2. In addition, the Superintendent shall use a number of other considerations. These shall include, but not be limited to:
      1. The geographic location of a potential site in order to ensure equitable access of magnet programs for all students, including reasonable transportation time for all students;
      2. Any demographic changes in an attendance zone, such as changes in student-age population or decreasing diversity;
      3. The suitability and condition of the potential facility for a magnet schoolor program;
      4. Board Policies and Goals;
      5. The impact that implementing a magnet school or program at a potential site might have on displacing students currently assigned to the school and on the enrollment and diversity at the surrounding schools;
      6. The potential for attracting a diverse enrollment to a proposed site;
      7. The capacity and utilization of a potential site; and
      8. Budgetary implications
    3. In addition to the above factors, in determining whether to replicate a magnet theme at another school in the District, the Superintendent shall consider whether there is sufficient demand for that theme by reviewing any waiting list for the theme at an existing school, including the number and diversity of the students on the list.
      1. When the Superintendent has identified a potential site or sites, he or she shall recommend a proposed list of possible themes for each site. The Superintendent shall base this recommendation on:
        1. Whether the magnet theme will draw a diverse enrollment to that site;
        2. Whether the magnet theme will improve academic achievement;
        3. Whether the magnet theme is aligned with the District’s course of study; and
        4. Whether the magnet theme should be implemented K-12.
      2. Once the potential sites and themes are identified, the Superintendent shall direct the School Choice Office and principals at the select schools to establish a working group to follow the Academic and Community Excellence (ACE) Planning Process outlined in Board Policy 8.51 and develop a proposal for implementing the most appropriate magnet program at the respective school(s). Notwithstanding the provisions of Board Policy 8.51, the working group for purposes of this policy shall consist of School Principal, School Advisory Council Chair, Shared Decision-Making Chair, Parent/Teacher Association President, School Union Representative, Community Leader, Magnet Parent Representative (only required for current magnets), and Regional Superintendent or designee. The working group’s proposal shall include:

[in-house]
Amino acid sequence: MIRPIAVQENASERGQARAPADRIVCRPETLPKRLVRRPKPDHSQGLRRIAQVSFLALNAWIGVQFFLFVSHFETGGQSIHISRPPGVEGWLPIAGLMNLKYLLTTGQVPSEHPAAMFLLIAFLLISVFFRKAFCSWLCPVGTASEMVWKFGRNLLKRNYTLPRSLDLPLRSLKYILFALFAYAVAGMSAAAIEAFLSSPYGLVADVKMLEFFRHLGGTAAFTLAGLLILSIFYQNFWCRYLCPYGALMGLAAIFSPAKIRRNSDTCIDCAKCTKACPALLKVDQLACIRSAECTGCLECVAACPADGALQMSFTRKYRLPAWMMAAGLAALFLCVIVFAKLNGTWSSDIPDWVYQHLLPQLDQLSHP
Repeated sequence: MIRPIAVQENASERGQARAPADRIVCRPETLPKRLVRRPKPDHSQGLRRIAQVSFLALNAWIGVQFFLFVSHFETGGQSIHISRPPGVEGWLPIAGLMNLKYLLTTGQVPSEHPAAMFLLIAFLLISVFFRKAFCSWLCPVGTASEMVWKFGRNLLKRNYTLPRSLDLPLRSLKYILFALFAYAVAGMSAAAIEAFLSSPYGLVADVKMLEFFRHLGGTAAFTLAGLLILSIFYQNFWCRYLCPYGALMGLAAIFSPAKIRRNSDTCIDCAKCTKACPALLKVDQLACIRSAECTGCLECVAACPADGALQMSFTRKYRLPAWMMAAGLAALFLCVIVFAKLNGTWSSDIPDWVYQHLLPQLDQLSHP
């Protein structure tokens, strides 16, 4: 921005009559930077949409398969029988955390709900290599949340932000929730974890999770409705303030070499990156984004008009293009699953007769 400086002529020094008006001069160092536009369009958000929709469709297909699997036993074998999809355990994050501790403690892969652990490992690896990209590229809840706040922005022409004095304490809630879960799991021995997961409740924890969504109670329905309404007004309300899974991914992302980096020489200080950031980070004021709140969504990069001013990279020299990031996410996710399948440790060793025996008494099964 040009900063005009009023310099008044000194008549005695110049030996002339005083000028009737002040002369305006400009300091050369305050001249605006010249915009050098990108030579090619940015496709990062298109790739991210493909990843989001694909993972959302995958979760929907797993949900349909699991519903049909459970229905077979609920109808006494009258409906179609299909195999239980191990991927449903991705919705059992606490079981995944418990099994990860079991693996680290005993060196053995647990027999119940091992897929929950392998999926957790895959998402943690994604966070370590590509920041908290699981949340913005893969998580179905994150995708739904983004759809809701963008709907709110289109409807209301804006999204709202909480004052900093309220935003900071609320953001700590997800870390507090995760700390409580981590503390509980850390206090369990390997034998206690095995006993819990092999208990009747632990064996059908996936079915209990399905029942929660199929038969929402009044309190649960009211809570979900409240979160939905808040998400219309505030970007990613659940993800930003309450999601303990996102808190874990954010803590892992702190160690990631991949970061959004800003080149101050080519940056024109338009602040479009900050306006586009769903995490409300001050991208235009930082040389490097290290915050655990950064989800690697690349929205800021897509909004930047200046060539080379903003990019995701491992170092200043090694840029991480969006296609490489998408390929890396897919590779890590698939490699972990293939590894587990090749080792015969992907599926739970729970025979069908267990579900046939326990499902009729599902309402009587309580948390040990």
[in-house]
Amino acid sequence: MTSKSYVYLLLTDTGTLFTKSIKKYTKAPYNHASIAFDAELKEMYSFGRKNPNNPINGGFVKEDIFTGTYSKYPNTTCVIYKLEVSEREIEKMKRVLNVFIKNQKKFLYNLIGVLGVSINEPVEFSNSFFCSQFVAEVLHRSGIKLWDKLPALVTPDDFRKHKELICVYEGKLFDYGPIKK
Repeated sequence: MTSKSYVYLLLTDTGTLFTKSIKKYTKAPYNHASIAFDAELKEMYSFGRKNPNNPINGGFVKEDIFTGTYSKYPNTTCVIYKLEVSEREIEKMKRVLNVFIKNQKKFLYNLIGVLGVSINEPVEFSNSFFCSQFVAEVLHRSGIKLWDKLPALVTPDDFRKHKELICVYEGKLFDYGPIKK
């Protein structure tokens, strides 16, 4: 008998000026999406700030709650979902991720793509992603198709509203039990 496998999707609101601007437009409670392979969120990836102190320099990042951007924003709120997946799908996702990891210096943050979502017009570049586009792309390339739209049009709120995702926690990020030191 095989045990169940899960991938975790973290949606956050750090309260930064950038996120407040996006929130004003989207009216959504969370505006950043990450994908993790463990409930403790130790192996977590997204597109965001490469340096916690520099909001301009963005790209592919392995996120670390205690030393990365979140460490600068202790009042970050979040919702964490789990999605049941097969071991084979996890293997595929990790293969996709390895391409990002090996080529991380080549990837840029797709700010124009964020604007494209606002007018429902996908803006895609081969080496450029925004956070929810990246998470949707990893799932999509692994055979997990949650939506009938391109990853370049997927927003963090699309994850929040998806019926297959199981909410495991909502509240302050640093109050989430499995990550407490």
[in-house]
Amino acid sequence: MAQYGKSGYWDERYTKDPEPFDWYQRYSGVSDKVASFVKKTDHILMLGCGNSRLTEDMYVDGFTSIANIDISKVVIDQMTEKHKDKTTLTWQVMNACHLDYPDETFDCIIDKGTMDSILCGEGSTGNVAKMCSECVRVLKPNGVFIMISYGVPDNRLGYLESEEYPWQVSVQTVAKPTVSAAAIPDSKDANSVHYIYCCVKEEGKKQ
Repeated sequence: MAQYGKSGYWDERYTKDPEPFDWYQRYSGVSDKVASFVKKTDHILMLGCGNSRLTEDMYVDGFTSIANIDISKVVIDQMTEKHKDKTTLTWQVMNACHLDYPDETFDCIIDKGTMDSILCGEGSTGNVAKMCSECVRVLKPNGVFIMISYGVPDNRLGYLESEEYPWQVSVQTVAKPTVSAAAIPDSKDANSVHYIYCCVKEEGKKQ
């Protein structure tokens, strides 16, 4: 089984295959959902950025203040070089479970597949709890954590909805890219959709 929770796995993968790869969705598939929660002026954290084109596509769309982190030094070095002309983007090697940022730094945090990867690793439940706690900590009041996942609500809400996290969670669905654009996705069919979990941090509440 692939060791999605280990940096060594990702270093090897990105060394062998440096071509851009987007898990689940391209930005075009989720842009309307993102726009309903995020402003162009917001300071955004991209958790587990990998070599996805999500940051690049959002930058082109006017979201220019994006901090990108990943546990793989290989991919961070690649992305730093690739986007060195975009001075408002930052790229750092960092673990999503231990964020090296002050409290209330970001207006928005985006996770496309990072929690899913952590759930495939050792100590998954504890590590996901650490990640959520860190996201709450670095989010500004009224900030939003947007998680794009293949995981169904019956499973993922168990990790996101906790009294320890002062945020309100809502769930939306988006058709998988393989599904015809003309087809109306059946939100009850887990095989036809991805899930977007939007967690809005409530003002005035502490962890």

1. Which of the four magnet goals the proposed magnet theme supports;
        2. Recruitment strategies for attracting a diverse enrollment;
        3. Instructional strategies for improving academic achievement;
        4. Alignment of the magnet theme with the District’s course of study;
        5. How the condition of the current facility supports the magnet program;
        6. Access of students in the District to the magnet school or program;
        7. Budgetary requirements for the magnet school program, including an explanation of why each budget item is reasonable and necessary for the magnet theme or program; and
        8. How the magnet theme or program will be monitored and evaluated.
      3. Working groups shall submit their proposals to the Superintendent or his/her designee by September 1st for magnet schools or programs to begin the planning phase. The Superintendent shall review the proposals using the goals and criteria specified in the guidelines. Based on the review, the Superintendent shall recommend to the School Board at its November meeting which, if any, of the proposals will be implemented commencing in the next fiscal school year.
  11. PROCESS FOR DISCONTINUING EXISTING MAGNET PROGRAMS
    1. No later than June 15th of each school year, the Assistant Superintendent of School Choice may submit to the Superintendent any recommendations to discontinue a magnet school or program. A recommendation to discontinue a magnet school or program shall be based on the following criteria: